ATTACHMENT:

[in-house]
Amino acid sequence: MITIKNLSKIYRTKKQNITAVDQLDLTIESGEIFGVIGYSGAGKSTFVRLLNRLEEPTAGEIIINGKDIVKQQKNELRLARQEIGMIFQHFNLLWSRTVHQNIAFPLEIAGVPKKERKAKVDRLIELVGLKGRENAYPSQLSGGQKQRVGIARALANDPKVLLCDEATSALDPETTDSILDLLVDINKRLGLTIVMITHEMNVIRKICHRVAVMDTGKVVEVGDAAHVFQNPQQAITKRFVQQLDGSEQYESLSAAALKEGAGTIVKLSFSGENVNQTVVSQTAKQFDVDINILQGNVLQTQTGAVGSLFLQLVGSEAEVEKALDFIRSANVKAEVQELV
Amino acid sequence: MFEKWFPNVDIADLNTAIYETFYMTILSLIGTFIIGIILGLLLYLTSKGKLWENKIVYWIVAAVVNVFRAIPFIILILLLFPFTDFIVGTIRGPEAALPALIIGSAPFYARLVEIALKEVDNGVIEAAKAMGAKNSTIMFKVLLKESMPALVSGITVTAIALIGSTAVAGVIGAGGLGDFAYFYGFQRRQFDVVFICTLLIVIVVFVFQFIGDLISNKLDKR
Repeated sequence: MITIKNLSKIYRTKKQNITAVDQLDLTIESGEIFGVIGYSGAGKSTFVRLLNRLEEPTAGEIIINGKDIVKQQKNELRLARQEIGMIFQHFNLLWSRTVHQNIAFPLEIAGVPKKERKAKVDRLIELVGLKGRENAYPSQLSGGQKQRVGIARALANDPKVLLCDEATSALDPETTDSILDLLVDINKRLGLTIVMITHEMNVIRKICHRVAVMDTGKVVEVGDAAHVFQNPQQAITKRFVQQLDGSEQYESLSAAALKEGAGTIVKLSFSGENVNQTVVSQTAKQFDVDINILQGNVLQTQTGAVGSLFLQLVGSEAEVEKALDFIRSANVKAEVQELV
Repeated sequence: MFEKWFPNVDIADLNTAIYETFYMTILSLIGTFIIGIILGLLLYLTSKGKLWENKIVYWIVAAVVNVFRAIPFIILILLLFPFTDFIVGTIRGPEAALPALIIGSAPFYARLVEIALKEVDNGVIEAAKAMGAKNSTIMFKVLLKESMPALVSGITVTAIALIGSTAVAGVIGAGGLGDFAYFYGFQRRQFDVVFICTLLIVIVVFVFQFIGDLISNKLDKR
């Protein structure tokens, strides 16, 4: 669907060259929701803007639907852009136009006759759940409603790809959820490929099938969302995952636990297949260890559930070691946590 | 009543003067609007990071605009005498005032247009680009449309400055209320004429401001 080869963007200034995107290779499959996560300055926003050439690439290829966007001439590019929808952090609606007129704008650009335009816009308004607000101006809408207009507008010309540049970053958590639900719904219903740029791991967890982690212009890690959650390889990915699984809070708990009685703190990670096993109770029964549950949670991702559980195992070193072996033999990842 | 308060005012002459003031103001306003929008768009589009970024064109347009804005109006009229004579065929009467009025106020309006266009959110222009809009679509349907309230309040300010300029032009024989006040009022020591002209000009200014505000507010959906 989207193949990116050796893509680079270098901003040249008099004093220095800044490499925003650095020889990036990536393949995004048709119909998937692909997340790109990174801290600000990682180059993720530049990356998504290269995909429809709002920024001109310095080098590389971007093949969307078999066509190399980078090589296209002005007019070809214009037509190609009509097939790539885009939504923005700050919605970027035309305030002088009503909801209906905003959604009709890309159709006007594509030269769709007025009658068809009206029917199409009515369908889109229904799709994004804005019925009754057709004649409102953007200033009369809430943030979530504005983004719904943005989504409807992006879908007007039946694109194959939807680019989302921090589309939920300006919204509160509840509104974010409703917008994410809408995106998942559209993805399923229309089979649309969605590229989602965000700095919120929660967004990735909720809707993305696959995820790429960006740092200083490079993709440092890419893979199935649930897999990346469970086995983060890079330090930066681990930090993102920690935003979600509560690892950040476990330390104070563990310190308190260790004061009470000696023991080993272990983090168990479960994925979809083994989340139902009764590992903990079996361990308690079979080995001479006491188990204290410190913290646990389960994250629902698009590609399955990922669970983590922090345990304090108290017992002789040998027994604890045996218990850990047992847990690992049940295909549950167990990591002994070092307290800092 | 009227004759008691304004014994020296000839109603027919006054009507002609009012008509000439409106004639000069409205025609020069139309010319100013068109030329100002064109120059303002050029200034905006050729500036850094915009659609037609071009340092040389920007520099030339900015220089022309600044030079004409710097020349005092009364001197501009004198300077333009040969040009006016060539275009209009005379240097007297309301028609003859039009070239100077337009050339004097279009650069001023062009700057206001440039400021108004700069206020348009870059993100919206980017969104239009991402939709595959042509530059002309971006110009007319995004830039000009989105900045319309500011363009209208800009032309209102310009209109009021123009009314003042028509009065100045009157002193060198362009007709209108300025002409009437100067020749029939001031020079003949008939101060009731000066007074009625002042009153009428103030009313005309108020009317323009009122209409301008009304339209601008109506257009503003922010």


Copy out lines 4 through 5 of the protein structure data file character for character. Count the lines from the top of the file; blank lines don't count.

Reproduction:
Repeated sequence: MITIKNLSKIYRTKKQNITAVDQLDLTIESGEIFGVIGYSGAGKSTFVRLLNRLEEPTAGEIIINGKDIVKQQKNELRLARQEIGMIFQHFNLLWSRTVHQNIAFPLEIAGVPKKERKAKVDRLIELVGLKGRENAYPSQLSGGQKQRVGIARALANDPKVLLCDEATSALDPETTDSILDLLVDINKRLGLTIVMITHEMNVIRKICHRVAVMDTGKVVEVGDAAHVFQNPQQAITKRFVQQLDGSEQYESLSAAALKEGAGTIVKLSFSGENVNQTVVSQTAKQFDVDINILQGNVLQTQTGAVGSLFLQLVGSEAEVEKALDFIRSANVKAEVQELV
Repeated sequence: MFEKWFPNVDIADLNTAIYETFYMTILSLIGTFIIGIILGLLLYLTSKGKLWENKIVYWIVAAVVNVFRAIPFIILILLLFPFTDFIVGTIRGPEAALPALIIGSAPFYARLVEIALKEVDNGVIEAAKAMGAKNSTIMFKVLLKESMPALVSGITVTAIALIGSTAVAGVIGAGGLGDFAYFYGFQRRQFDVVFICTLLIVIVVFVFQFIGDLISNKLDKR